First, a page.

What its like to be a Freelance Journalist

David Wilson - Freelance Journalist

This is the first in a series of intermittent interviews on this blog with people who have interesting or unique jobs/life experience.

Interview #1 – What it’s like to be a Freelance Journalist

David Wilson (see photo) has written for the South China Morning Post, the International Herald Tribune, the Sydney Morning Herald, the Sun Herald, the Times Literary Supplement, the Guardian, the London Review of Books and New Statesman among other papers.

You can contact him at wilscoop@yahoo.com. He has covered most areas but vaguely specialises in the Internet, books, travel and the weird and wonderful. He also had a poem accepted for broadcast on Radio 4 but the Gulf War intervened.

Neerav Bhatt: Hi David.

I’ll start by asking What did you work as before you were a Journalist?

David Wilson: I was basically a whore. I would do pretty much anything for money. Usually the work was dull, poorly paid and unglamorous. It often revolved around lifting heavy weights. Typically my tenure was short – a matter of days.

Neerav Bhatt: What’s the best thing about being a Journalist?

David Wilson: I have a low boredom threshold. Journalism caters to this. Commissions are usually over in a month and a good laugh to write. Also, I enjoy the tricky, mend-bending crossword-solving dimension that appeals to my Asperger’s side. Plus you get to meet strange and brilliant people then dis them.


Neerav Bhatt: What’s your #1 tip for aspiring freelance Journalists?

David Wilson: Don’t give up the day job. Editors will happily fail even to acknowledge receiving an article that has taken you a month of labour. Also, don’t be precious. Revise. Writing is revising. If you want to write better, write tighter. I subject some of my stories to as much as 30 drafts. Finally, you need to get the basics right: grammar, spelling, punctuation. If you fail to, that will erode your credibility. But, again, don’t be precious. There’s no law against using the word “get”.

Neerav Bhatt: How much does an experienced freelance journalist get paid? (eg: per word/per article/monthly retainer for a column etc. Ballpark figures of course)

David Wilson: Maybe 50 cents a word. There’s plenty of variation. If a publication pays more, expect more hassle – requests for an infinite number of rewrites.

Neerav Bhatt: Should prospective Journalists get a university degree in Media/Communications?

David Wilson: It helps, I reckon. I have a BA in writing studies from Middlesex University in London. Middlesex no longer exists. I’m doubtful about whether the course does either. But it gave me a bit more stylistic breadth and depth. You cannot beat just banging out stories day after day though. If you can get a job on a local paper, good. The money will suck, however.

Neerav Bhatt: What do you think the future is like for prospective Journalists?

David Wilson: Dark. Thanks to competition from publications such as this one.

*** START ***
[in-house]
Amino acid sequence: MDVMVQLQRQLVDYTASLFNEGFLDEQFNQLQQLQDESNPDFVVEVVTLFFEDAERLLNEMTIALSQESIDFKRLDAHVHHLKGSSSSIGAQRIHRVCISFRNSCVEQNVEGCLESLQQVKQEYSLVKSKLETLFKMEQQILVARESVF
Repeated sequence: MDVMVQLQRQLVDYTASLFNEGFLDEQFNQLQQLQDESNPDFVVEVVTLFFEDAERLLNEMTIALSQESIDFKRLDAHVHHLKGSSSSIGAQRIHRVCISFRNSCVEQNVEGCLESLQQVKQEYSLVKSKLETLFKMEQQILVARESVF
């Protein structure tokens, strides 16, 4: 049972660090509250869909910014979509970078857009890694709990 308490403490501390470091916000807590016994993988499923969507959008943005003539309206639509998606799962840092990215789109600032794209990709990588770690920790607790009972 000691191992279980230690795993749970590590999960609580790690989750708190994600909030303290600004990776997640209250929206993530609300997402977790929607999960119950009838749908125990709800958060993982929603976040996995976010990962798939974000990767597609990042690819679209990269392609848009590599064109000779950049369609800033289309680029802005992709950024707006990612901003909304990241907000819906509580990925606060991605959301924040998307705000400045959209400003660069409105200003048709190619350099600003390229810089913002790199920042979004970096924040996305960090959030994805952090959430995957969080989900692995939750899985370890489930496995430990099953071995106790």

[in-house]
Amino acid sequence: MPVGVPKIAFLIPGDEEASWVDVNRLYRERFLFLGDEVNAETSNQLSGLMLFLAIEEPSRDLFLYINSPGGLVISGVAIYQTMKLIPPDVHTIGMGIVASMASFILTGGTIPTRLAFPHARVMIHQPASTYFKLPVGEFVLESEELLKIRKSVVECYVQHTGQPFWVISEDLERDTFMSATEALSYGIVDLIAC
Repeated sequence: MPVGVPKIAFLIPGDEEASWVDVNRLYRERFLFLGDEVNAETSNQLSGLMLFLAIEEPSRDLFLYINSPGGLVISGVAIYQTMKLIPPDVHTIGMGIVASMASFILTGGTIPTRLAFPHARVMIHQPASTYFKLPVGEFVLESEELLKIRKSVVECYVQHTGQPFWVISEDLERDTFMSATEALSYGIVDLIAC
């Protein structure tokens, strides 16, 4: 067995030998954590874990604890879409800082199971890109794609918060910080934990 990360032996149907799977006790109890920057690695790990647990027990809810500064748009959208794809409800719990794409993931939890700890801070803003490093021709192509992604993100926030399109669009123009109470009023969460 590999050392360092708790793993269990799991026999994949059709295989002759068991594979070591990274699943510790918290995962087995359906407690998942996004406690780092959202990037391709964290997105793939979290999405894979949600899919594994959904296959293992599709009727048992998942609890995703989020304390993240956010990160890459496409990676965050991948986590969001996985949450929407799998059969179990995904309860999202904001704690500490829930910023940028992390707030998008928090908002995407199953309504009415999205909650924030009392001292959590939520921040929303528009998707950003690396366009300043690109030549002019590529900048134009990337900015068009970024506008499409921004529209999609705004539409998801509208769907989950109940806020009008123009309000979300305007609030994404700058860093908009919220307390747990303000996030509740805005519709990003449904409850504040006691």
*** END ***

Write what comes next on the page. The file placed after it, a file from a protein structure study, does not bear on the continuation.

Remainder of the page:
Neerav Bhatt: Surely you jest David! I’m certain there are far fewer people earning a living by blogging like myself, than by being freelance journalists like yourself.

However in the long term you may be right especially when you consider remarks from people like former Fairfax CEO Fred Hilmer who has stated: I don’t believe they [quality journalists] can generate earnings growth and described the profession of journalism as simply content providers for advertisers.

Thanks for making yourself available for this interview.

To show just how good he is at writing, David answered all the interview questions within 20 minutes of receiving my email request!

If you’d like David to write a story for your publication feel free to contact him at wilscoop@yahoo.com

Some examples of articles he’s written for the Sydney Morning Herald include: Careful, they might hear you , Mind the shy trap, Riding with the hearse men, Weekday warriors.

What do you think about David’s answers and the future of Journalism as a career? Feel free to make a comment.


24 responses to “What its like to be a Freelance Journalist”

  1. I admire those who can put ideas into words. Blogging is a great income for some and a great hobby for others. Surely David Wilson can turn his hand to blogging and build up an extra income this way.

  2. Arrrree!! this David man paints a bleak bleak picture for us aspiring student journalists **dreams of running around like the next Christiana Amanpour dissolve unceremoniously into the sunset**

    how dare you crush my hopes and dreams in this way Neerav!!

  3. Great interview. That sounds like a typical progression into journalism. Write and write and let your writing prove itself. That, and make sure people who make decisions are reading it.

  4. You scored with this interview! Very interesting and some good information for those who want to become a journalist. Everything is not as glamorous as some in the business would make it seem.


  5. Good interview. I always wished that I could write better and make a living off of writing.

  6. Honestly, I envy people who has talent for writing. David is one of them tho like he said “basically I was a wh*re” :). Keep up good work!

  7. Nice interview! I have always wanted to be a journalist but it’s the rewrites that would kill me! lol!! And the fact that you put so much into a piece and then it’s not recognized..sheesh…that would be very hard for me!

  8. Good interview. It sounds like journalism is a tough field to get into.

  9. People can do practically any profession without even liking it. In journalism, you really have to love the job. It’s really hard work and the pay is usually not lucrative. Also wanted to say this was an awesome interview.

  10. Very good interview. Never knew you guys had it so rough! Wow! Keep up the good work!

  11. You scored with this interview! Very interesting and some good information for those who want to become a journalist. Everything is not as glamorous as some in the business would make it seem.